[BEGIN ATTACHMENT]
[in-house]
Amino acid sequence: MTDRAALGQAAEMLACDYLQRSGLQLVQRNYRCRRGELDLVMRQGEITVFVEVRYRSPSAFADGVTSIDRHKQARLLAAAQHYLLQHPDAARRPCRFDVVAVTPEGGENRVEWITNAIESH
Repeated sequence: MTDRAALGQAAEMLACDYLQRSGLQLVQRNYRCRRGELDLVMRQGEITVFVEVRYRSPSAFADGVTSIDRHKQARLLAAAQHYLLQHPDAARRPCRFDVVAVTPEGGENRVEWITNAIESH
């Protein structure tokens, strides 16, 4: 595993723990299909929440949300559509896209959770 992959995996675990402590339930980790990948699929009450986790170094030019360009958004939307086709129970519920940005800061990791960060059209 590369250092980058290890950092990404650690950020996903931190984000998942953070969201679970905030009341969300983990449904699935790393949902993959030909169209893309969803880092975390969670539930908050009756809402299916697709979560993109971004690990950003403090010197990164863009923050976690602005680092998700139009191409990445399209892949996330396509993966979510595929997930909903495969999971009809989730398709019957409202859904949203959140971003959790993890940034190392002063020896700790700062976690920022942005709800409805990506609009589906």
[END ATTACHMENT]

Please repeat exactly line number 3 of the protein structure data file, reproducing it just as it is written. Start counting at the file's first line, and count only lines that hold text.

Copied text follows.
Repeated sequence: MTDRAALGQAAEMLACDYLQRSGLQLVQRNYRCRRGELDLVMRQGEITVFVEVRYRSPSAFADGVTSIDRHKQARLLAAAQHYLLQHPDAARRPCRFDVVAVTPEGGENRVEWITNAIESH